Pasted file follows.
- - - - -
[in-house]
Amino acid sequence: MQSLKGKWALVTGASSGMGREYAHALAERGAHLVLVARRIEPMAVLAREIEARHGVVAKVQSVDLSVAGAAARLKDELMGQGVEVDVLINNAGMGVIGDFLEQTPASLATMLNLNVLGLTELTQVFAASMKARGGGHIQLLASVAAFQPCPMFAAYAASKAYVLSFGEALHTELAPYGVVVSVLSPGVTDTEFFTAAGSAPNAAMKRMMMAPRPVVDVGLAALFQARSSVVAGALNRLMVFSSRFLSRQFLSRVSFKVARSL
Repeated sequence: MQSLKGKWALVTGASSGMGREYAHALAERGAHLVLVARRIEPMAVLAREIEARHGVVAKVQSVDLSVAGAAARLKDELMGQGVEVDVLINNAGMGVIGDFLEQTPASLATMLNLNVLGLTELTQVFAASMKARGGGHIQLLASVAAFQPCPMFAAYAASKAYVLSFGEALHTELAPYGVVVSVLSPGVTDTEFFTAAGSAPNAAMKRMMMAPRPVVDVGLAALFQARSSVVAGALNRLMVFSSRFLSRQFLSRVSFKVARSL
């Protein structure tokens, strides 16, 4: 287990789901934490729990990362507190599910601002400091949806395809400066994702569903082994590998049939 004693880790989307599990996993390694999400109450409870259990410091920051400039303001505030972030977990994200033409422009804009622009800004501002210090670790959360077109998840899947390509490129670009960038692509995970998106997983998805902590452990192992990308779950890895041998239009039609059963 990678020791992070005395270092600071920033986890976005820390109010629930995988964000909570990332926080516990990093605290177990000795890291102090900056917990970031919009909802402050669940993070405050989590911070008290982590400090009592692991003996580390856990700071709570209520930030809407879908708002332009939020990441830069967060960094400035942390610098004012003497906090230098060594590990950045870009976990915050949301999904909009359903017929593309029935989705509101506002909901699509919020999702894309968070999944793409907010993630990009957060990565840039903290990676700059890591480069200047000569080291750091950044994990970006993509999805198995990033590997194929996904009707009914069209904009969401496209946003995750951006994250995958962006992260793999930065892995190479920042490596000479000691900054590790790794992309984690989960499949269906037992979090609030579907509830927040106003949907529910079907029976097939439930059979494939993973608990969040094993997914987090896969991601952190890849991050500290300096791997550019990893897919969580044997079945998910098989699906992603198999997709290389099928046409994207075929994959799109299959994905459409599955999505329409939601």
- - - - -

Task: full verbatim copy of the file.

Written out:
[in-house]
Amino acid sequence: MQSLKGKWALVTGASSGMGREYAHALAERGAHLVLVARRIEPMAVLAREIEARHGVVAKVQSVDLSVAGAAARLKDELMGQGVEVDVLINNAGMGVIGDFLEQTPASLATMLNLNVLGLTELTQVFAASMKARGGGHIQLLASVAAFQPCPMFAAYAASKAYVLSFGEALHTELAPYGVVVSVLSPGVTDTEFFTAAGSAPNAAMKRMMMAPRPVVDVGLAALFQARSSVVAGALNRLMVFSSRFLSRQFLSRVSFKVARSL
Repeated sequence: MQSLKGKWALVTGASSGMGREYAHALAERGAHLVLVARRIEPMAVLAREIEARHGVVAKVQSVDLSVAGAAARLKDELMGQGVEVDVLINNAGMGVIGDFLEQTPASLATMLNLNVLGLTELTQVFAASMKARGGGHIQLLASVAAFQPCPMFAAYAASKAYVLSFGEALHTELAPYGVVVSVLSPGVTDTEFFTAAGSAPNAAMKRMMMAPRPVVDVGLAALFQARSSVVAGALNRLMVFSSRFLSRQFLSRVSFKVARSL
């Protein structure tokens, strides 16, 4: 287990789901934490729990990362507190599910601002400091949806395809400066994702569903082994590998049939 004693880790989307599990996993390694999400109450409870259990410091920051400039303001505030972030977990994200033409422009804009622009800004501002210090670790959360077109998840899947390509490129670009960038692509995970998106997983998805902590452990192992990308779950890895041998239009039609059963 990678020791992070005395270092600071920033986890976005820390109010629930995988964000909570990332926080516990990093605290177990000795890291102090900056917990970031919009909802402050669940993070405050989590911070008290982590400090009592692991003996580390856990700071709570209520930030809407879908708002332009939020990441830069967060960094400035942390610098004012003497906090230098060594590990950045870009976990915050949301999904909009359903017929593309029935989705509101506002909901699509919020999702894309968070999944793409907010993630990009957060990565840039903290990676700059890591480069200047000569080291750091950044994990970006993509999805198995990033590997194929996904009707009914069209904009969401496209946003995750951006994250995958962006992260793999930065892995190479920042490596000479000691900054590790790794992309984690989960499949269906037992979090609030579907509830927040106003949907529910079907029976097939439930059979494939993973608990969040094993997914987090896969991601952190890849991050500290300096791997550019990893897919969580044997079945998910098989699906992603198999997709290389099928046409994207075929994959799109299959994905459409599955999505329409939601």